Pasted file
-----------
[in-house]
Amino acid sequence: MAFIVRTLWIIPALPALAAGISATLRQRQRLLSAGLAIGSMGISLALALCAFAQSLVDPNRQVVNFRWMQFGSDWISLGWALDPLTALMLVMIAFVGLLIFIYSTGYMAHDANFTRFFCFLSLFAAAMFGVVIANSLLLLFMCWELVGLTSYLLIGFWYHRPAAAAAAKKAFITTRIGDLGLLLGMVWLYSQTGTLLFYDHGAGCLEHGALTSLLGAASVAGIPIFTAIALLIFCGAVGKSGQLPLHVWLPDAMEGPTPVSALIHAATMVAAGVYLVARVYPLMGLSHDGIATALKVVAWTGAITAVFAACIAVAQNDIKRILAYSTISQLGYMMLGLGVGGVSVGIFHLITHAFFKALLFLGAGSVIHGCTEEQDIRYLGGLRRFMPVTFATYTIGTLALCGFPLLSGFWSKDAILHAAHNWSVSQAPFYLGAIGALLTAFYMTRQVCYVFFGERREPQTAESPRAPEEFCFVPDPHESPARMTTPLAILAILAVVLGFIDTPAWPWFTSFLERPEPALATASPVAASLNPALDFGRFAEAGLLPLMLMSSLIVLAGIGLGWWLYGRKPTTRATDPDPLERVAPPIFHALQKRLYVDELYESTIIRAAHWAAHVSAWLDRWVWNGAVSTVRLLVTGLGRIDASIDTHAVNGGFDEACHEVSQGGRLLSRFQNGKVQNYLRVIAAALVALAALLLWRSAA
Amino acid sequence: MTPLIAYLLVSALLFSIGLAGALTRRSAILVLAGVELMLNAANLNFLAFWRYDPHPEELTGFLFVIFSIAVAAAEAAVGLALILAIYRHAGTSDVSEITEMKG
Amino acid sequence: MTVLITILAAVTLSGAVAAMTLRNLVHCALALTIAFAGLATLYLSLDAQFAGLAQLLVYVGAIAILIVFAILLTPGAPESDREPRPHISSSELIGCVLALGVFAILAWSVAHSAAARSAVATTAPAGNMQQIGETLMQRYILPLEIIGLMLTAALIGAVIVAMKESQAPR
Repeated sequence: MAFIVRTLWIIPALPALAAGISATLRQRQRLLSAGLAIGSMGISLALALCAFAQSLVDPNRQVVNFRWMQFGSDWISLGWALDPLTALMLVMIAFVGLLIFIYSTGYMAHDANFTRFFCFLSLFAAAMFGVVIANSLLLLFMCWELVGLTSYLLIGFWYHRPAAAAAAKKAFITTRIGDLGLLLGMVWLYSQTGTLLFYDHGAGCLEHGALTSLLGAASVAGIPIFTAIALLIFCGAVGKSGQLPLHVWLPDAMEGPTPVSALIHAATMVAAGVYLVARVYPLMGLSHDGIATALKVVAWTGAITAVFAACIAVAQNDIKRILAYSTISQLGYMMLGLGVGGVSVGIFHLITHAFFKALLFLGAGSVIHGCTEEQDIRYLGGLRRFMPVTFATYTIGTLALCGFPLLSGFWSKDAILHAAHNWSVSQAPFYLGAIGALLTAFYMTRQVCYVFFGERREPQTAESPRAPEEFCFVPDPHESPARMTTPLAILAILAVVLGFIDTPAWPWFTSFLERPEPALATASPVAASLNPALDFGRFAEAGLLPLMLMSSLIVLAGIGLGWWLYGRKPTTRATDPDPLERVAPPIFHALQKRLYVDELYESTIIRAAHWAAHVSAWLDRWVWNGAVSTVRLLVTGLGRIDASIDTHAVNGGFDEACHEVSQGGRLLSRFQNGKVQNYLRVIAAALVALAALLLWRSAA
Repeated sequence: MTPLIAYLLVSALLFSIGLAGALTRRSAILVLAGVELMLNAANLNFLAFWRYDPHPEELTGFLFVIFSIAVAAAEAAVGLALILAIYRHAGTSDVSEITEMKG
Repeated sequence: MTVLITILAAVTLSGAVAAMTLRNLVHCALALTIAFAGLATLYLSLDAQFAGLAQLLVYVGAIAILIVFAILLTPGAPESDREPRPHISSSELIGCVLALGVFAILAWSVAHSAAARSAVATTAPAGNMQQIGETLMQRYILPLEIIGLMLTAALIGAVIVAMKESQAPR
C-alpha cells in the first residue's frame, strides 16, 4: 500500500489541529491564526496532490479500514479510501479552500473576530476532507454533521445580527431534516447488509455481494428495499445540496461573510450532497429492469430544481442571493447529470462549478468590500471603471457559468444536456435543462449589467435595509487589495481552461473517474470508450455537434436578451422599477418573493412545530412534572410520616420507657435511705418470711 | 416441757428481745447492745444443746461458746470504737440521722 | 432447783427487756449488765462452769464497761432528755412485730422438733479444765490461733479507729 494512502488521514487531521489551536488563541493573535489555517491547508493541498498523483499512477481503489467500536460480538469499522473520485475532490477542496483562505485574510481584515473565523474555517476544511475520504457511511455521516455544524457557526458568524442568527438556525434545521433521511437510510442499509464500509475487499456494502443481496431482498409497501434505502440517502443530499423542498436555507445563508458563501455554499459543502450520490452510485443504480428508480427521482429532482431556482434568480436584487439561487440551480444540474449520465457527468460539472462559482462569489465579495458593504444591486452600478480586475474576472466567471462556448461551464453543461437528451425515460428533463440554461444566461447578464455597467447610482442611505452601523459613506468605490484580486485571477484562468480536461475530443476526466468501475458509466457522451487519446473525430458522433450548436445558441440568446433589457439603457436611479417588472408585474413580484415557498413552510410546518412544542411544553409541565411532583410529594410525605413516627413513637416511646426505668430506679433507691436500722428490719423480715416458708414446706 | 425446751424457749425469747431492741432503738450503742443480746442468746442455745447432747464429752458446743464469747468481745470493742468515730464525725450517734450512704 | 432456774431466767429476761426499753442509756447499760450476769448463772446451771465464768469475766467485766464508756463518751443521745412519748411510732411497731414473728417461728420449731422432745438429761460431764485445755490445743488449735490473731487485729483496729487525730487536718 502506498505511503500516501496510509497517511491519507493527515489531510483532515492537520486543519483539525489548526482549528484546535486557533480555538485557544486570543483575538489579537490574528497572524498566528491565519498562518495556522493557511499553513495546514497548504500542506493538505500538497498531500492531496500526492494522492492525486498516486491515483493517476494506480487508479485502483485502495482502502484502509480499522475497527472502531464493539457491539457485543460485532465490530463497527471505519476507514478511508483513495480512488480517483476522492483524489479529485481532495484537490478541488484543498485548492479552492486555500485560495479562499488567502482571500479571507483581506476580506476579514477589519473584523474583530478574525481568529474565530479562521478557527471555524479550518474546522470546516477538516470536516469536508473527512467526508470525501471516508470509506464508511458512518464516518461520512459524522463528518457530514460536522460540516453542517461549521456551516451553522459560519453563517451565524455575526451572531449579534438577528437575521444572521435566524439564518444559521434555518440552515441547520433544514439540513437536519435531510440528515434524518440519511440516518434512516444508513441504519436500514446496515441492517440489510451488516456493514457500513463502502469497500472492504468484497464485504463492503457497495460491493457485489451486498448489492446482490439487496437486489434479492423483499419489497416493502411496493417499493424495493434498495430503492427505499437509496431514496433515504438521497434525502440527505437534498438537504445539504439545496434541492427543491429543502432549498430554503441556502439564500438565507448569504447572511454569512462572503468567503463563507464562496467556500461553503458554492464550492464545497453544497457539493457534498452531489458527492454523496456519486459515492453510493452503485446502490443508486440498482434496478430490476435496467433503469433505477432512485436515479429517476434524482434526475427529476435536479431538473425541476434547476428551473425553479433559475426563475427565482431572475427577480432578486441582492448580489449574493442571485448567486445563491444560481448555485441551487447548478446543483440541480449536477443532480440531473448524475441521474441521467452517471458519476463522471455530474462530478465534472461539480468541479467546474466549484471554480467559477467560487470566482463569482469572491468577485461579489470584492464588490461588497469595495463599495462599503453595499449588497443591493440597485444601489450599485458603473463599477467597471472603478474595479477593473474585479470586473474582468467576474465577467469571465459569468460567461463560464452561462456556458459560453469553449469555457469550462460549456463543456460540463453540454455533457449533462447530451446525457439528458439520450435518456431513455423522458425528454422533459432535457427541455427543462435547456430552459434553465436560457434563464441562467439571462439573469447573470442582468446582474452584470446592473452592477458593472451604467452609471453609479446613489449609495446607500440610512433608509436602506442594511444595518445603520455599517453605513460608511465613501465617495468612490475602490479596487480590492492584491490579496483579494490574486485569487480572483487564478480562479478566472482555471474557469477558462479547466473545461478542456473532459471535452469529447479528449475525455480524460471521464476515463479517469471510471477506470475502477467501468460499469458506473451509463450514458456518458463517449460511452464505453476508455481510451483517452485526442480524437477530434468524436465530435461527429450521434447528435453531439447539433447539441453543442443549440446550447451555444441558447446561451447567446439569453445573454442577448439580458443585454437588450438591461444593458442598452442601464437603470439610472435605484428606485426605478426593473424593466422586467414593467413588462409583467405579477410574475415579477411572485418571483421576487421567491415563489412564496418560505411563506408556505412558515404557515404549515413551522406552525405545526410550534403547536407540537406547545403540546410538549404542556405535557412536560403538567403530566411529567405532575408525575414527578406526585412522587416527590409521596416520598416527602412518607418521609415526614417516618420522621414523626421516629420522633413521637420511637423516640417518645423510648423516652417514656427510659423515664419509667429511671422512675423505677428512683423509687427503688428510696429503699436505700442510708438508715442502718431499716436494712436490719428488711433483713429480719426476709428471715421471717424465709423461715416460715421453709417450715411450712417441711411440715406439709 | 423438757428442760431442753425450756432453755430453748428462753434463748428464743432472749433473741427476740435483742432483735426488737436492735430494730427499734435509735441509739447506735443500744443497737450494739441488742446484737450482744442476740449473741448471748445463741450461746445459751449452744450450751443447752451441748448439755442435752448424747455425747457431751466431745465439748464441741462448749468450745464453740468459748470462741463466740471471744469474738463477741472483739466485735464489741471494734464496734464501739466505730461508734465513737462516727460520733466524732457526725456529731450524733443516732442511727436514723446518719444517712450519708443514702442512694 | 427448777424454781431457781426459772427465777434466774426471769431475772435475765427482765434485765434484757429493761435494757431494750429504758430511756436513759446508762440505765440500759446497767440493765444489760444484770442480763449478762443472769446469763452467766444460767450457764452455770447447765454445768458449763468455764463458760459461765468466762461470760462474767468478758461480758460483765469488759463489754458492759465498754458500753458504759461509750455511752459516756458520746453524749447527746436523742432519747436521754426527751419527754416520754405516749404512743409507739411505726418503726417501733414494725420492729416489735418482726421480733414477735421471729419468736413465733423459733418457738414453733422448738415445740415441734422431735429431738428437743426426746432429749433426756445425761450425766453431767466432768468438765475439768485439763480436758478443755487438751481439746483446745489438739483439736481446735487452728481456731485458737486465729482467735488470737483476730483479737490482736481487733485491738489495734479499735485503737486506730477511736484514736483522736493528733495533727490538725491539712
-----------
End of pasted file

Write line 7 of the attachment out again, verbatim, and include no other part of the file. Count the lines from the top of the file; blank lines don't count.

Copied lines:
Repeated sequence: MTVLITILAAVTLSGAVAAMTLRNLVHCALALTIAFAGLATLYLSLDAQFAGLAQLLVYVGAIAILIVFAILLTPGAPESDREPRPHISSSELIGCVLALGVFAILAWSVAHSAAARSAVATTAPAGNMQQIGETLMQRYILPLEIIGLMLTAALIGAVIVAMKESQAPR